Wednesday, April 9, 2014

Easy Automated Builds - Part 3

In Part 1, we discussed installing the custom activity DLLs into TFS so the build controller and agents can use them. In Part 2, we reviewed where the default build workflows reside in TFS and where we want to inject or Dynamics AX specific activities. So now, we're ready to actually build a workflow.

Before we begin, there are a few concepts that need explaining. When setting up a workflow, you can specify parameters to make it more generic. This will allow you to share the workflow across multiple build definitions, but run it with slightly different options. These are called "Arguments". Inside the workflow, you may need to store data in variables to pass from one activity to another in the workflow. For this purpose there are also "Variables".

In Part 2 we discussed the location to put the activities in. If you deleted the existing items as shown, you'll need to add a new "Sequence" activity. There are some basic "control flow" activities available in the TFS workflow: Sequence (a list of sequential steps), Parallel (a list of parallel tasks) and some others like foreach loops etc. These are listed in the Toolbox under "Control Flow". Open the ToolBox from View > Toolbox.

One of the differences again between TFS 2012 and TFS 2013 is that the build in TFS 2012 stores all the build information (build number, source directory, binary output directory, etc.) in variables in the workflow. In TFS 2013 everything gets stored in environment variables. The main idea with TFS 2013 is to be able to attach a PowerShell script pre- and post build (these are arguments to the workflow) so that you can do things without having to modify the workflow. So storing all the information in environment variables solves the issue of having to pass all that info to the PowerShell script.
What this means is that we need to add a few extra activities in TFS 2013 (skip this step in TFS 2012) to get some important information. The main things we want to get are the sources directory, the binaries directory, and the build number.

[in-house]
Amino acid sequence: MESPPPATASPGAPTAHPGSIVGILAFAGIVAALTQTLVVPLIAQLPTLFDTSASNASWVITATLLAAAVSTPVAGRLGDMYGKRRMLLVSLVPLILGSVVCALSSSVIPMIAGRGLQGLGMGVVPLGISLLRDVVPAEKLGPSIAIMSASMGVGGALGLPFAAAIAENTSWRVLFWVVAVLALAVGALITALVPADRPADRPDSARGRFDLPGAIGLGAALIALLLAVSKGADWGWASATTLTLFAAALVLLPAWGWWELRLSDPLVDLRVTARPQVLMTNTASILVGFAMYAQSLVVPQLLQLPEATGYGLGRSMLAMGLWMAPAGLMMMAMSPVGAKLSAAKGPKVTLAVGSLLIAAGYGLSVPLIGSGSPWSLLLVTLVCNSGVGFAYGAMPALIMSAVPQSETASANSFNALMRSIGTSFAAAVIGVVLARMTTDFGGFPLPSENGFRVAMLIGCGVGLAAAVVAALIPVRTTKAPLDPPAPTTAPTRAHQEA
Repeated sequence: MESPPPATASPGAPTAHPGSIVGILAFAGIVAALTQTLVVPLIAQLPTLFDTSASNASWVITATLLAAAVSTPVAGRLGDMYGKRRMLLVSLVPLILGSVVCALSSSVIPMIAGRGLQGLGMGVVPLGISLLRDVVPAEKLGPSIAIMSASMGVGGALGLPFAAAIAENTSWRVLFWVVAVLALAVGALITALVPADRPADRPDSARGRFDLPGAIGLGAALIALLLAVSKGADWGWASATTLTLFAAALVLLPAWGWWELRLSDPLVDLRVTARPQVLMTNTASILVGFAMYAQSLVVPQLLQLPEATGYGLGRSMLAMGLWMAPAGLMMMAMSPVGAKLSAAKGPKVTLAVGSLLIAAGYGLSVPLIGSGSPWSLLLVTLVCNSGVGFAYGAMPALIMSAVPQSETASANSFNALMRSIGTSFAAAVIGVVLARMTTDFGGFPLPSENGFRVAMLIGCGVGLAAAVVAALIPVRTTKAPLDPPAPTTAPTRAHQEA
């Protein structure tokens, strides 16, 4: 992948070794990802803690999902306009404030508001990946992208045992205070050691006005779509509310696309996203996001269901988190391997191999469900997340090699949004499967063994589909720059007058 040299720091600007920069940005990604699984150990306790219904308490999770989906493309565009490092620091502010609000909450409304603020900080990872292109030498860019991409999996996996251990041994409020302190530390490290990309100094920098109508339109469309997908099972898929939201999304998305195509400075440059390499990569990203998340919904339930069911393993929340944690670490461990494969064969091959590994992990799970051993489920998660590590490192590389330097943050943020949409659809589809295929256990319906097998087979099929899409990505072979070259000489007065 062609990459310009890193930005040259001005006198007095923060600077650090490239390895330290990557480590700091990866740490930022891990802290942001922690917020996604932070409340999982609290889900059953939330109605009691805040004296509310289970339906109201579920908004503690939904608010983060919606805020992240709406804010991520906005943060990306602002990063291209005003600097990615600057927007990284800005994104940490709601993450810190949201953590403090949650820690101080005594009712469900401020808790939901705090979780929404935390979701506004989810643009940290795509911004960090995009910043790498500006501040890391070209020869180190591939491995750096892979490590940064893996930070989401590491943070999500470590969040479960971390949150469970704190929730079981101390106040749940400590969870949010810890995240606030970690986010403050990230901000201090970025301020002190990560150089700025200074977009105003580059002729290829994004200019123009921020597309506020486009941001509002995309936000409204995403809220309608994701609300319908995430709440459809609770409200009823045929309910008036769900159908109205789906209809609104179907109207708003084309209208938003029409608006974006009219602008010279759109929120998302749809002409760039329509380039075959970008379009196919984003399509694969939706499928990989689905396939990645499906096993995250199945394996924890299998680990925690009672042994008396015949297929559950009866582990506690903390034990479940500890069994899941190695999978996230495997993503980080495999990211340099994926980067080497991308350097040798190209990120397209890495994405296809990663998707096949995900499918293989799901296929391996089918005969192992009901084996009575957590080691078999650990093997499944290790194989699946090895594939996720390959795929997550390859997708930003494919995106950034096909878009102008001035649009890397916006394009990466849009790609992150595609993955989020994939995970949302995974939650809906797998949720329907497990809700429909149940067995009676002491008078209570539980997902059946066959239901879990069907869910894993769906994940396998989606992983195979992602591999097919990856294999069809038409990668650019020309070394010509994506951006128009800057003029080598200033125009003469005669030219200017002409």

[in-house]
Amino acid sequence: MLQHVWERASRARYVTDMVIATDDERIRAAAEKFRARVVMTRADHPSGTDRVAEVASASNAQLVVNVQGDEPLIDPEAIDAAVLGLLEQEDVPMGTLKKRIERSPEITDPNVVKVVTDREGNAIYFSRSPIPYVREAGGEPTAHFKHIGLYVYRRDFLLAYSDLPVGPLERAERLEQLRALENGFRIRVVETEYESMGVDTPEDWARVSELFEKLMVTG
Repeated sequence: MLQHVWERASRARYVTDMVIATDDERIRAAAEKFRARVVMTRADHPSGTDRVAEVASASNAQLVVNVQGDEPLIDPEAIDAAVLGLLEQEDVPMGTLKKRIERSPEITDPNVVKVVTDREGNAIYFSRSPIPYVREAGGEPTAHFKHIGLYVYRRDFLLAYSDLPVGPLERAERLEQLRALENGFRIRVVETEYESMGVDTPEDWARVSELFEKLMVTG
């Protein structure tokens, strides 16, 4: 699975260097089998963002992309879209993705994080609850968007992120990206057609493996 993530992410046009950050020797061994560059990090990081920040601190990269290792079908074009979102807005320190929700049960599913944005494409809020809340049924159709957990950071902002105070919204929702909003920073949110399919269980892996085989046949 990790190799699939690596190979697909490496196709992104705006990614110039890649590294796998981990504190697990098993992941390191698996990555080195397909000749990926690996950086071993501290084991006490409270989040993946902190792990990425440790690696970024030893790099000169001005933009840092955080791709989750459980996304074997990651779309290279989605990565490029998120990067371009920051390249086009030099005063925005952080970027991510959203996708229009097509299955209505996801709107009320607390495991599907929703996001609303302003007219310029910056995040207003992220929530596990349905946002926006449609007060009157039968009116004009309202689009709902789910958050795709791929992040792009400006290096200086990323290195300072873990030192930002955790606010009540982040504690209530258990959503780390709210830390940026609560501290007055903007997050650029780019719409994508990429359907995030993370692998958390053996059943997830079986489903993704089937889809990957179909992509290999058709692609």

So for a TFS 2013 flow we need to add three new variables. You'll find the Variables list by click on the "Variables" tab at the bottom of your workflow screen. We will add three Strings and you can leave the scope to "Sequence" which should show up as your default.

Next, find "Team Foundation Build Activities" in the Toolbox, and drag & drop the GetEnvironmentVariable onto the workflow inside the new Sequence. When you drop the activity, you will be asked for the type you are retrieving. We will want a String.

For the purpose of this workflow, we want three of those, so drag three GetEnvironmentVariable activities, all three are strings. For each one, right-click the activity and select "Properties". In the "Name" property, we need to tell it which environment variable to get. You can find a full list here but the ones we need are:


You can give it a nice name for a DisplayName, something like "Get Binaries Directory". In the "Result" property, we give it the name of the variable we created, to store the string in. If you follow my screenshot, you'll have a BinariesDirectory, a SourcesDirectory and BuildNumber variable to assign to.